As long as we’re talking genre, give us the scoop on today’s erotic and/or psychological thriller landscape, and the crossover attraction for ALICE to the literary mainstream audience.

You know, I’ve never understood the divide between literary fiction and everything else. So much of what I’ve read recently is cross-genre, with a compelling story and characters but also beautiful, evocative language. I’m thinking of books like Gone Girl and The Fault in Our Stars, The Age of Miracles, Little Bee, The Silent Wife, etc. Those are the books that resonate with me, because they each contain elements that used to be confined to a particular genre. 

Readers want that sort of thing. At least, this one does. Lately I’ve found myself dissatisfied with books that focus too much on one element over the others; I don’t get immersed in those stories the way I used to. I appreciate writers who use all their tools and really get in there and write with an original voice and point of view. To me, that’s the future of fiction. 

Whether there’s a crossover readership for Alice remains to be seen. I will only say that I took my best whack at it and I didn’t leave any tools in the box. (Puns delightfully coincidental. They rise up everywhere when you write about sex.)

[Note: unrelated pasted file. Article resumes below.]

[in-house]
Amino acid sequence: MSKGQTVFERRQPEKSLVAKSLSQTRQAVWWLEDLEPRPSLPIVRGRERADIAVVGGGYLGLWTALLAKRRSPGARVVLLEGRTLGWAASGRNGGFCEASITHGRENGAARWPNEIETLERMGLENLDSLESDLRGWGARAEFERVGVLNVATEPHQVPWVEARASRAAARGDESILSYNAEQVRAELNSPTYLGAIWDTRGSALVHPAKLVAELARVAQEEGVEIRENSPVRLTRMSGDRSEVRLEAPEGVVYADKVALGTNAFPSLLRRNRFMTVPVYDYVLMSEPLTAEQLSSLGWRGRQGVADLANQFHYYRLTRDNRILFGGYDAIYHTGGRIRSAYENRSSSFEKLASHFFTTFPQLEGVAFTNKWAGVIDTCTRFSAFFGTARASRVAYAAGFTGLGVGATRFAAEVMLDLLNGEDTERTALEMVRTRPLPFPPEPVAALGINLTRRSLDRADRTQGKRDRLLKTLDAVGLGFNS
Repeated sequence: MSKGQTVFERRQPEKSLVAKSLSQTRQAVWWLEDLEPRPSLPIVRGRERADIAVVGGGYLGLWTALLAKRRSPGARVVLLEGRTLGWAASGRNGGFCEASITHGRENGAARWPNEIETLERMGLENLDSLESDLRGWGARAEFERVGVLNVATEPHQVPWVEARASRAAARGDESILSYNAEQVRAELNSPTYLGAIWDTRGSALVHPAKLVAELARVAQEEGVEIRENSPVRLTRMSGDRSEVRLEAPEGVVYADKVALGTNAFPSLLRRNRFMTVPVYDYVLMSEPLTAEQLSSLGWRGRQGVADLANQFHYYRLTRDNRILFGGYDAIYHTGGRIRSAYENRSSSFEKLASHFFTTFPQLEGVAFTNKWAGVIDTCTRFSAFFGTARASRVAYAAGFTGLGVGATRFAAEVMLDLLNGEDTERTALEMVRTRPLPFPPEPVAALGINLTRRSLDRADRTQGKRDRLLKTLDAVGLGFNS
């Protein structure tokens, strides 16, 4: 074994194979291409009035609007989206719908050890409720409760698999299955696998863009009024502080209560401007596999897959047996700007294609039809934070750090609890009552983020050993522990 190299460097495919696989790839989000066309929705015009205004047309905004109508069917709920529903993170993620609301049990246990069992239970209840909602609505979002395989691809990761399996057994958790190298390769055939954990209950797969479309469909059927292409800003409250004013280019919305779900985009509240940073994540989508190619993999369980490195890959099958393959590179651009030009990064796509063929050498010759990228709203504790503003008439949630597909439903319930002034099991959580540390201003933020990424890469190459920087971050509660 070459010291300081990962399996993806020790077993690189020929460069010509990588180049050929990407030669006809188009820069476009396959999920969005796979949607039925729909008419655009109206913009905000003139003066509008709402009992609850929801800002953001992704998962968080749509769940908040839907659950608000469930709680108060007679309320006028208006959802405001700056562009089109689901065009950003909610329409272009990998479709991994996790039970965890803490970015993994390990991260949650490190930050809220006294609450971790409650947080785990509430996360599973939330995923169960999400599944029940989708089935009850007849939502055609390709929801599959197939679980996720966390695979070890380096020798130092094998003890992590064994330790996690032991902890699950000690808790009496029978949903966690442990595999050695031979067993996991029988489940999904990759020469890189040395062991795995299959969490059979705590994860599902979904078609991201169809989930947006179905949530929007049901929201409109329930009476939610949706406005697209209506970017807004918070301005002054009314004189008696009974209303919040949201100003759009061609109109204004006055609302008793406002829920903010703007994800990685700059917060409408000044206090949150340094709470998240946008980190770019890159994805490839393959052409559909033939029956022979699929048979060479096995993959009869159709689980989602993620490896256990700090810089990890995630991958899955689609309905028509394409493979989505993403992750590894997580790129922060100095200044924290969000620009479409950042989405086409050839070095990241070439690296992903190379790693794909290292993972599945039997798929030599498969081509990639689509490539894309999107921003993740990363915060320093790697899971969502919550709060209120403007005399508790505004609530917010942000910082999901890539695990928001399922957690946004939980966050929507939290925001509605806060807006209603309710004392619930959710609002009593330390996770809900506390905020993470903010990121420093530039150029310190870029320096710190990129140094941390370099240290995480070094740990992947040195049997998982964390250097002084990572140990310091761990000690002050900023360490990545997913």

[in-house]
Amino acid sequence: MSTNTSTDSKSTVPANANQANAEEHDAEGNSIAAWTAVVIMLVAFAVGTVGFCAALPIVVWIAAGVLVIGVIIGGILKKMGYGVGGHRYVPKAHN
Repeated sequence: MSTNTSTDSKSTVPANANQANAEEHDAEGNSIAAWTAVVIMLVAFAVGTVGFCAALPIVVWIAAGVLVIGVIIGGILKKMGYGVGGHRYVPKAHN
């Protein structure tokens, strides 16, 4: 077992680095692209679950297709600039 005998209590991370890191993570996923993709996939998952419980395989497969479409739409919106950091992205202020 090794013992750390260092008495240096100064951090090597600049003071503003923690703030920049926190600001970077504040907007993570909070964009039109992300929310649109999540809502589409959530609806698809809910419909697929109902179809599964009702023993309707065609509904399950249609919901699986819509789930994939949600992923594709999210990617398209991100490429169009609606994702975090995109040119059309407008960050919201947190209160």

ALICE is one of the sexiest books I’ve read. Not just the sex in it per se, but the unflinching look at the dark side of sexual obsession. Where did that come from?

Damned if I know. Part of it, I suppose, was residual momentum from writing about sex in the first place. It took a lot of nerve to get to a place where I could accept my own desire to explore this sort of thing, but once there I found I’d given myself permission to write almost anything: violence, abuse, mental instability, suicide. Writing about sex broke my cherry for every manner of writerly inhibition, and from that point on I found it all much easier. 

I also felt safe in writing Alice’s story because it’s coming from her first-person point of view, in present tense. That made it much easier to present the story as she experienced it. It wasn’t about me, it was about Alice and what she saw and felt. Whenever I wondered whether I’d pushed too far, I could stop and ask myself whether what I was writing was true for Alice. Would she say this or that, would Jack say it? If the answer was yes, I forged ahead. 

You set your book in the Pacific Northwest, on Vashon Island, and at the time, you were living in Las Vegas. Ironically, you now live in the Pacific Northwest. Did you write your way up here? Do tell!